Fintech: why commercial banks must follow retail banking’s lead
Time to recognise the opportunities says Kyle Ferguson, CEO Fraedom.
It’s been seen as the ultimate clash of cultures. The baseball cap and T-shirt versus the formal suit and tie; the young, quick-thinking fintech versus the risk-averse multinational corporate; David versus Goliath.
Yet, once seen only as a disrupter, fintech is now being embraced by many banks as a fast-track to digital – and in many cases, cultural – transformation. Partnerships with fintechs are often formed with the sole aim of wooing millennials and others away from non-traditional forms of banking. According to Mastercard, of the 1.8 billion millennials worldwide, nearly 33% think that banks may not be needed at all in the future. Consequently, this is a real concern.
Digitally-focused fintech companies have attracted billions of dollars of investment, partly from retail banks eager to offer customers attractive new mobile services. Together some have created digital labs as a fertile environment for innovation away from the traditional corporate environment.
However, until recently, commercial banks have been reluctant to follow the lead of their retail counterparts and partner with fintech firms. Business relationships tend to be more functional than those between a brand and consumer, with less need for added value tactics. Besides there has been little of the urgency experienced in the consumer world with the introduction of such developments as online and mobile-only banking. In reality though, the lack of partnerships between commercial banks and fintechs is more likely because, up until now, there have been few “killer apps” or compelling functionality on offer.
However, the ever-growing use of data analytics to help gain market and customer insight is becoming one such “must-have” – and this is making commercial banks think again. One of the major sources of data is a commercial card programme. Offering commercial cards is a valuable service; it means a larger share of expenditure flowing through the service rather than via invoicing and increased values as a result.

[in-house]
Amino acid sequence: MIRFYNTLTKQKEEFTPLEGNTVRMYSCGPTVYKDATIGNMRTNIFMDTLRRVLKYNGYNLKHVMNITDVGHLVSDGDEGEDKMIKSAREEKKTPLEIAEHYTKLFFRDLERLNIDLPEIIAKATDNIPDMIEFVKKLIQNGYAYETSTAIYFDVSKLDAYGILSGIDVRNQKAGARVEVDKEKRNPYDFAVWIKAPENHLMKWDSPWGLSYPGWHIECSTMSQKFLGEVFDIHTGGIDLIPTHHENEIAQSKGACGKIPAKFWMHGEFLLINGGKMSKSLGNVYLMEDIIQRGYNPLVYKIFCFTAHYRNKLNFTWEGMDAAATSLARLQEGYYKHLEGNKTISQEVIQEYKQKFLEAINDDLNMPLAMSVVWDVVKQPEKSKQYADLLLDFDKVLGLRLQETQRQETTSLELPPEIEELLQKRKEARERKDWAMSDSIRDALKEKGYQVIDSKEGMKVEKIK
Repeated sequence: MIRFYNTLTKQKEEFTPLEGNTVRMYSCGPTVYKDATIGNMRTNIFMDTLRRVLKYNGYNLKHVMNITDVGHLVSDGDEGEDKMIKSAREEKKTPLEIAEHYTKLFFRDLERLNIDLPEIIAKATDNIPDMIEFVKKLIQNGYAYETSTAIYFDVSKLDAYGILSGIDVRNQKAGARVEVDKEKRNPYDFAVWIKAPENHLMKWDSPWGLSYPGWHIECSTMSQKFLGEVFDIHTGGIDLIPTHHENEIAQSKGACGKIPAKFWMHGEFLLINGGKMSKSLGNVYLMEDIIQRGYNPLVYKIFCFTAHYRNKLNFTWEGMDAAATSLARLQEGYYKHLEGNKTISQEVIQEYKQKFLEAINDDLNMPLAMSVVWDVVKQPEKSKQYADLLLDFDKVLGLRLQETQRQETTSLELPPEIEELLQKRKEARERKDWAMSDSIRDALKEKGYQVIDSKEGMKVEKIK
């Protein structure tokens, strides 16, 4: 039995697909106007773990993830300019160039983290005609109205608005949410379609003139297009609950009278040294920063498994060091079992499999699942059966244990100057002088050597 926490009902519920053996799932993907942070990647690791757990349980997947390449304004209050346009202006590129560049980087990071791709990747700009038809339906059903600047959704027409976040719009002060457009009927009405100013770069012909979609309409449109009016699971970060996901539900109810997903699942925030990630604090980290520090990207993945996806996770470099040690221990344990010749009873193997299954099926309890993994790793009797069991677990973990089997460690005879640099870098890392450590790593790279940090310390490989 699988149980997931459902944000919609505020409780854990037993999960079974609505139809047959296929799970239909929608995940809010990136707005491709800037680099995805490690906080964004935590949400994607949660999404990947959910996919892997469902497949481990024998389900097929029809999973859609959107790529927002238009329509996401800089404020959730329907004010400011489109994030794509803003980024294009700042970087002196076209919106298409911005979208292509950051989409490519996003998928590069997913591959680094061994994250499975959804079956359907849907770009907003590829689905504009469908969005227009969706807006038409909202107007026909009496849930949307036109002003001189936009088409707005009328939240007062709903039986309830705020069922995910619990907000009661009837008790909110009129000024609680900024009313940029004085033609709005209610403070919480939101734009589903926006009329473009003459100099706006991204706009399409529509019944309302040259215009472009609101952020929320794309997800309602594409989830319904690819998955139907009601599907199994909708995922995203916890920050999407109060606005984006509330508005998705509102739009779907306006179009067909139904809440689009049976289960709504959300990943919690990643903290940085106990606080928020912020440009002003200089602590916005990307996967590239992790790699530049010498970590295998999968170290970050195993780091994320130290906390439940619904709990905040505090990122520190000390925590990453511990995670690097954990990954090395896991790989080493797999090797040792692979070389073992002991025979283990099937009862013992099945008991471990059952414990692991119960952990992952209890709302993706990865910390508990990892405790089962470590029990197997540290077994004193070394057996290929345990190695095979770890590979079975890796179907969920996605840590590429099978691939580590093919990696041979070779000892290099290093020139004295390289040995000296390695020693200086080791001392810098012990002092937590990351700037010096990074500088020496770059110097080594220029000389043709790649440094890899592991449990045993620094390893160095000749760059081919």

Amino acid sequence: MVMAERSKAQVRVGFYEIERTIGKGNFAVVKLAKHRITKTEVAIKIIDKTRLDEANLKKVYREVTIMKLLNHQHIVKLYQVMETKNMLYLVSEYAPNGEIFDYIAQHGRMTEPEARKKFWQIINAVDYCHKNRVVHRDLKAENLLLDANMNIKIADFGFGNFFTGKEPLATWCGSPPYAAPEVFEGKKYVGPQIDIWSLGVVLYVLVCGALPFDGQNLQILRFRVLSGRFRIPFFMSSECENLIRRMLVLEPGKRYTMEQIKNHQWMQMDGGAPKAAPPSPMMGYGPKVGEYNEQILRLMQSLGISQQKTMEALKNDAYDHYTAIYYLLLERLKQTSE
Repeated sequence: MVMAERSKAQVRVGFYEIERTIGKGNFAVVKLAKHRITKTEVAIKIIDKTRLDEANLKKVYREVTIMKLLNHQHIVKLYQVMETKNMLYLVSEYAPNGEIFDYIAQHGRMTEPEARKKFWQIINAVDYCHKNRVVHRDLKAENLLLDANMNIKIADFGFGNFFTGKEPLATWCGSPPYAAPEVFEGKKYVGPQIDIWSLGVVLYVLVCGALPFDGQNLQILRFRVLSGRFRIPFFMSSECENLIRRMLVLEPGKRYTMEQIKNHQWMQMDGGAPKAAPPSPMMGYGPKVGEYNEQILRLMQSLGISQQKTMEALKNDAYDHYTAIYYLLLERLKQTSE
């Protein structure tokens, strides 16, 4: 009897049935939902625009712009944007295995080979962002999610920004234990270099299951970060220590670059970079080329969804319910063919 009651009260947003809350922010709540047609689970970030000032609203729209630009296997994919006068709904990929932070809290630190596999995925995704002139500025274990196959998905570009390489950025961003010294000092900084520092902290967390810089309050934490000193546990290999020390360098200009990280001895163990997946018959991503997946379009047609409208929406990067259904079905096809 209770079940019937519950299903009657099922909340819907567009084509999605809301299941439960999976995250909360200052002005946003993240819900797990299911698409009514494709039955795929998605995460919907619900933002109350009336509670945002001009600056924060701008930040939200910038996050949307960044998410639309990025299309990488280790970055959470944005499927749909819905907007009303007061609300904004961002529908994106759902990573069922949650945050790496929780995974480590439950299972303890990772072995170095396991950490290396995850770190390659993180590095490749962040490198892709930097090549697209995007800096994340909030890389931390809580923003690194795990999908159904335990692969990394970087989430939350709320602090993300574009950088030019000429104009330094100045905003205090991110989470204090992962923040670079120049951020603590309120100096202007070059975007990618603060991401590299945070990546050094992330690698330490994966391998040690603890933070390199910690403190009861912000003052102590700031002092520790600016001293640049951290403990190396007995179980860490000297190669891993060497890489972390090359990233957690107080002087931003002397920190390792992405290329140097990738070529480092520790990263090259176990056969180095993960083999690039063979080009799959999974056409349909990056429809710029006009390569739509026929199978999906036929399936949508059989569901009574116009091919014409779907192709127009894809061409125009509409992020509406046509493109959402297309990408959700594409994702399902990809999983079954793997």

But there are further benefits too. Taking a granular approach to collecting and analysing data provides a valuable, detailed portrait of each individual client. Adopting tracking parameters such as Spend per Account (SPA) and Average Transaction Value (ATV) identifies opportunities to maximise investment, it will also enable a greater ability to combat high delinquency rates and other underlying issues.
Yet, often institutions that have commercial card programmes worth billions of pounds annually, lack the necessary systems required to analyse overall spend per account and recognise future potential to grow revenues from specific programmes or identify the fastest-growing customers.
Working with fintech means all of this and more is possible. Partnerships are a way to accelerate the development and introduction of services. They enable a bank to sidestep any agility issues with legacy systems while also reducing their internal development costs. Without the huge outlay of a major implementation, banks can buy into a product roadmap that will keep their technology – plus their products and customer service – ever fresh.
Commercial banks that have already discovered these benefits report that they also experience increased retention rates, a greater number of commercial cards in usage and have seen increased spend going onto those cards.
Great customer experiences are as important in the commercial or B2B environment as they are in B2C businesses. If a product is easy to use and provides value, there is little reason to change. Card owners see their costs of client acquisition fall and lifetime value increase.
In addition, a recent report claims that 87% of banks that have taken the step of partnering with fintechs have been able to cut costs. The same study found that 54% of partnerships increased revenue.
Commercial banks need a fintech company’s agility and innovation just as much as the retail sector. It’s time to stop bypassing the opportunity, form a partnership and share the benefits.
This article is featured in the September 2017 issue of the Banking Technology magazine. Click here to read the digital edition (it is free!).